Salmiak is a licorice candy eaten in many forms -- including this milk chocolate-covered variety -- in Nordic countries like Finland. People describe it as being salty, astringent and definitely not for the faint of heart.
Panko are coarse, Japanese breadcrumbs that make anything crunchy. Adding them to dark chocolate, along with sea salt, makes for a new kind of crispy chocolate bar.
The tangy, sweet flavor of mango isn't a common addition to chocolate, and pairing it with the pine flavor of juniper berries creates a truly unusual taste sensation.
Another Japanese-influenced chocolate contains green tea and is widely available in the United States.
To round out our Japanese chocolates, this spicy, green horseradish adds a real kick to a chocolate confection.
Bacon used to get a bad rap, but now it's turning up everywhere. It was just a matter of time before someone thought about dipping its salty, smoky goodness in chocolate.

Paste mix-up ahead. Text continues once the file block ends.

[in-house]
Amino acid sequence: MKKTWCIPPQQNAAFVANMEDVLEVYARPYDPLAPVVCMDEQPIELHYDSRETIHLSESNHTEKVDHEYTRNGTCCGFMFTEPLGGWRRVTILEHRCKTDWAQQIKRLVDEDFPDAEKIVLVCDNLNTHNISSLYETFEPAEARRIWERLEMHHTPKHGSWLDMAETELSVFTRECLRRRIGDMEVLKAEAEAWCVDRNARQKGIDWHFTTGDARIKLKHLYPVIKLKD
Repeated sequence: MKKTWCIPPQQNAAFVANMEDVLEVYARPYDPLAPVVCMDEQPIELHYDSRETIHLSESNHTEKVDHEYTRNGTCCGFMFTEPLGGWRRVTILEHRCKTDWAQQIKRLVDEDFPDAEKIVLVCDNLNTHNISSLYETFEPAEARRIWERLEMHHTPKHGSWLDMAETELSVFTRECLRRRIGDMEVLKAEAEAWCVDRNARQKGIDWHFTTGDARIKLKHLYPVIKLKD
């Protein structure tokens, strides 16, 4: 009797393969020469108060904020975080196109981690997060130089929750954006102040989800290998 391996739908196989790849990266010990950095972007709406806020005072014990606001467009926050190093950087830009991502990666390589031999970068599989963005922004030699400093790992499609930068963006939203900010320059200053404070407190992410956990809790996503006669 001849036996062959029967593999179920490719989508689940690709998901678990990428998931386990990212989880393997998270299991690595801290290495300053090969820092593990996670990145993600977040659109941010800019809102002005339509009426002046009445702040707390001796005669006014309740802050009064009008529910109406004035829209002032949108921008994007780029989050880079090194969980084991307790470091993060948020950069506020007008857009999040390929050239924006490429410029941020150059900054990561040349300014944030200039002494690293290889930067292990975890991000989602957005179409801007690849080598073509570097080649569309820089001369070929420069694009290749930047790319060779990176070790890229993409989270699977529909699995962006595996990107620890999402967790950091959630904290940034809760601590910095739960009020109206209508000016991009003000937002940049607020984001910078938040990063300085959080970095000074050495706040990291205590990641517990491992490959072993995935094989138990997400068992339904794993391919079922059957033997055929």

Why keep your salty and sweet snacks separate? Chocolate bars with potato chips in them, as well as potato chips dipped in chocolate, cover both bases at once.
Spicy and hot chocolates hark back to their Central American origins, when chocolate was a savory drink with lots of spice. You can ease into this trend with a sweet banana and cayenne-flavored bar.
Remember a certain little candy that pops in your mouth when you eat it? You can also temper the heat of chipotle pepper chocolate with those tangy bursts.
If you're ready to jump feet-first into the world of hot and spicy chocolate, try this bar flavored with cayenne pepper and the mild-to-medium heat of pasilla chile.
A chocolate bar flavored with the deep complexity of curry powder would be an unusual addition to your Indian food repertoire.
You know that lavender smells sweet, but how about its taste? This little flower lends a sweet flavor to chocolate.